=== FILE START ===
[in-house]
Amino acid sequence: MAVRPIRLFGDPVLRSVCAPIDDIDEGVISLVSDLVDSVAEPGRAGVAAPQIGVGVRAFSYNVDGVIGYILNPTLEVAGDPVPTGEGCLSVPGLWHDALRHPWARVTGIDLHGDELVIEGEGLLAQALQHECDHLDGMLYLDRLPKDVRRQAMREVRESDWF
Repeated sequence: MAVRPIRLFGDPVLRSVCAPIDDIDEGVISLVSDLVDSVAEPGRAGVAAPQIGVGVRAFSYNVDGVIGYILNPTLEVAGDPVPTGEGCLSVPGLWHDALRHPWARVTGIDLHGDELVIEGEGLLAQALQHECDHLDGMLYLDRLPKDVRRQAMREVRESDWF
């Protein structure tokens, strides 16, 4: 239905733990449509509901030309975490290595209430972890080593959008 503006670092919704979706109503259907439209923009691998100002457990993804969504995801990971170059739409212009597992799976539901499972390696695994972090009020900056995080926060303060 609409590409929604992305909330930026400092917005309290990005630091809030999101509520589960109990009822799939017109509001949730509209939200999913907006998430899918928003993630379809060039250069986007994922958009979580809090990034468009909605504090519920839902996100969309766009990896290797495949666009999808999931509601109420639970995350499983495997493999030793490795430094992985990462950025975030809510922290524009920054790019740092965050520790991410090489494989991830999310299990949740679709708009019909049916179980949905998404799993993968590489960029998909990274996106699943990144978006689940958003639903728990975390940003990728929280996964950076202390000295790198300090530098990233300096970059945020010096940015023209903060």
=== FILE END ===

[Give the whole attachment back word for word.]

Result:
[in-house]
Amino acid sequence: MAVRPIRLFGDPVLRSVCAPIDDIDEGVISLVSDLVDSVAEPGRAGVAAPQIGVGVRAFSYNVDGVIGYILNPTLEVAGDPVPTGEGCLSVPGLWHDALRHPWARVTGIDLHGDELVIEGEGLLAQALQHECDHLDGMLYLDRLPKDVRRQAMREVRESDWF
Repeated sequence: MAVRPIRLFGDPVLRSVCAPIDDIDEGVISLVSDLVDSVAEPGRAGVAAPQIGVGVRAFSYNVDGVIGYILNPTLEVAGDPVPTGEGCLSVPGLWHDALRHPWARVTGIDLHGDELVIEGEGLLAQALQHECDHLDGMLYLDRLPKDVRRQAMREVRESDWF
């Protein structure tokens, strides 16, 4: 239905733990449509509901030309975490290595209430972890080593959008 503006670092919704979706109503259907439209923009691998100002457990993804969504995801990971170059739409212009597992799976539901499972390696695994972090009020900056995080926060303060 609409590409929604992305909330930026400092917005309290990005630091809030999101509520589960109990009822799939017109509001949730509209939200999913907006998430899918928003993630379809060039250069986007994922958009979580809090990034468009909605504090519920839902996100969309766009990896290797495949666009999808999931509601109420639970995350499983495997493999030793490795430094992985990462950025975030809510922290524009920054790019740092965050520790991410090489494989991830999310299990949740679709708009019909049916179980949905998404799993993968590489960029998909990274996106699943990144978006689940958003639903728990975390940003990728929280996964950076202390000295790198300090530098990233300096970059945020010096940015023209903060």